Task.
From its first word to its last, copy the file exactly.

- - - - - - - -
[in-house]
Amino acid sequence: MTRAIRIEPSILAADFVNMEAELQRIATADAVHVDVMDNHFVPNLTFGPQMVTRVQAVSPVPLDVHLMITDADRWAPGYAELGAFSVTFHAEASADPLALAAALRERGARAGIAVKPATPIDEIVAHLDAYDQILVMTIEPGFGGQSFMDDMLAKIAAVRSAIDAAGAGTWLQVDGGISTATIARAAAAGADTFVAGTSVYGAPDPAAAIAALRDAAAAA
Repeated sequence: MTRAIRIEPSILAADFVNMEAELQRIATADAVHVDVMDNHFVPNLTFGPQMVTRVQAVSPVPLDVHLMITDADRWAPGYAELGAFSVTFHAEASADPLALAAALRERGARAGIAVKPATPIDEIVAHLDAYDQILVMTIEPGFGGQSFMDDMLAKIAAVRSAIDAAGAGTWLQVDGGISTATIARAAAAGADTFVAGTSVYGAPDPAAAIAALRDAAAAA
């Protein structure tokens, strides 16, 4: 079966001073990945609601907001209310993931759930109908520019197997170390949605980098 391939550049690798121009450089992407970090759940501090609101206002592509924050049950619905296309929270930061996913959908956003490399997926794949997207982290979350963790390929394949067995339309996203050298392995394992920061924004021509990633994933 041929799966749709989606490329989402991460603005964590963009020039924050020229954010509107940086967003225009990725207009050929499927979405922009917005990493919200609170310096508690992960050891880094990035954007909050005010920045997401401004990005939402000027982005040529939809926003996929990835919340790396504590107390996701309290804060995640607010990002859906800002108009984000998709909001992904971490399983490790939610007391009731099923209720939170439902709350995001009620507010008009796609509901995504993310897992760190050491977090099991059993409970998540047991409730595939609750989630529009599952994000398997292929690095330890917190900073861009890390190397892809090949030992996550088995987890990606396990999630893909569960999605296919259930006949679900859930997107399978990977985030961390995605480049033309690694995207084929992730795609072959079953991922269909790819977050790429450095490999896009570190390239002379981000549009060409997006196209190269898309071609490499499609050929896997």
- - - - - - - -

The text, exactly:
[in-house]
Amino acid sequence: MTRAIRIEPSILAADFVNMEAELQRIATADAVHVDVMDNHFVPNLTFGPQMVTRVQAVSPVPLDVHLMITDADRWAPGYAELGAFSVTFHAEASADPLALAAALRERGARAGIAVKPATPIDEIVAHLDAYDQILVMTIEPGFGGQSFMDDMLAKIAAVRSAIDAAGAGTWLQVDGGISTATIARAAAAGADTFVAGTSVYGAPDPAAAIAALRDAAAAA
Repeated sequence: MTRAIRIEPSILAADFVNMEAELQRIATADAVHVDVMDNHFVPNLTFGPQMVTRVQAVSPVPLDVHLMITDADRWAPGYAELGAFSVTFHAEASADPLALAAALRERGARAGIAVKPATPIDEIVAHLDAYDQILVMTIEPGFGGQSFMDDMLAKIAAVRSAIDAAGAGTWLQVDGGISTATIARAAAAGADTFVAGTSVYGAPDPAAAIAALRDAAAAA
């Protein structure tokens, strides 16, 4: 079966001073990945609601907001209310993931759930109908520019197997170390949605980098 391939550049690798121009450089992407970090759940501090609101206002592509924050049950619905296309929270930061996913959908956003490399997926794949997207982290979350963790390929394949067995339309996203050298392995394992920061924004021509990633994933 041929799966749709989606490329989402991460603005964590963009020039924050020229954010509107940086967003225009990725207009050929499927979405922009917005990493919200609170310096508690992960050891880094990035954007909050005010920045997401401004990005939402000027982005040529939809926003996929990835919340790396504590107390996701309290804060995640607010990002859906800002108009984000998709909001992904971490399983490790939610007391009731099923209720939170439902709350995001009620507010008009796609509901995504993310897992760190050491977090099991059993409970998540047991409730595939609750989630529009599952994000398997292929690095330890917190900073861009890390190397892809090949030992996550088995987890990606396990999630893909569960999605296919259930006949679900859930997107399978990977985030961390995605480049033309690694995207084929992730795609072959079953991922269909790819977050790429450095490999896009570190390239002379981000549009060409997006196209190269898309071609490499499609050929896997």